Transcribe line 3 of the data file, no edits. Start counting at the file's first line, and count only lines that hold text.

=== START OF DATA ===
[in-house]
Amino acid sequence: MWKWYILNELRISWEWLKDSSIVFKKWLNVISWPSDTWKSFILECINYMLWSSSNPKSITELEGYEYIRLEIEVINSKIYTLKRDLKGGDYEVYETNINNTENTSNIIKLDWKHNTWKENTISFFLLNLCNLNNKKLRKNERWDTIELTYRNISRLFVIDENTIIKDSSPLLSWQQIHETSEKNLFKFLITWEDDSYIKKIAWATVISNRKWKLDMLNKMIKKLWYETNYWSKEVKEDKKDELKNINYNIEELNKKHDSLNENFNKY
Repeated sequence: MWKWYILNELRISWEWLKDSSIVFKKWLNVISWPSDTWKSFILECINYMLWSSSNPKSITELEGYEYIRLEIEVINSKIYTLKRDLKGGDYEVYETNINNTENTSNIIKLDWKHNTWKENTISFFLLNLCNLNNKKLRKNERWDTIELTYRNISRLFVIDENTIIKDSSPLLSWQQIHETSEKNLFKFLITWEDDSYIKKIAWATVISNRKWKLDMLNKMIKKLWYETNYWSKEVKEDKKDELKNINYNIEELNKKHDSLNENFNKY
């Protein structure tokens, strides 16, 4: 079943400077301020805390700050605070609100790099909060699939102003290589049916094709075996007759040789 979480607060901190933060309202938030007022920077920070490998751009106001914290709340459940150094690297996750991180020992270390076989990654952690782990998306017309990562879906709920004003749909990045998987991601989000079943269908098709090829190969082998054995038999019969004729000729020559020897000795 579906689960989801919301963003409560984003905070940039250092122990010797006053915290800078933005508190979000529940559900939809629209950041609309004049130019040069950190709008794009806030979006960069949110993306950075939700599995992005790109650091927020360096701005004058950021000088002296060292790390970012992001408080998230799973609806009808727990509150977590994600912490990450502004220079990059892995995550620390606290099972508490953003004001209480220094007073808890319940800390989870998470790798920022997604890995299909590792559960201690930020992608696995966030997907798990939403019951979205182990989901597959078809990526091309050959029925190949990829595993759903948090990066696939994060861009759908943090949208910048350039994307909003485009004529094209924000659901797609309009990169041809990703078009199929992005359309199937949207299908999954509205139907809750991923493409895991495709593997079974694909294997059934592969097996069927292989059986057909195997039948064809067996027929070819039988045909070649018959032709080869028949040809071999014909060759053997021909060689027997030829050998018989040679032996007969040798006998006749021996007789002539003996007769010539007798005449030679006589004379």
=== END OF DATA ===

Repeated sequence: MWKWYILNELRISWEWLKDSSIVFKKWLNVISWPSDTWKSFILECINYMLWSSSNPKSITELEGYEYIRLEIEVINSKIYTLKRDLKGGDYEVYETNINNTENTSNIIKLDWKHNTWKENTISFFLLNLCNLNNKKLRKNERWDTIELTYRNISRLFVIDENTIIKDSSPLLSWQQIHETSEKNLFKFLITWEDDSYIKKIAWATVISNRKWKLDMLNKMIKKLWYETNYWSKEVKEDKKDELKNINYNIEELNKKHDSLNENFNKY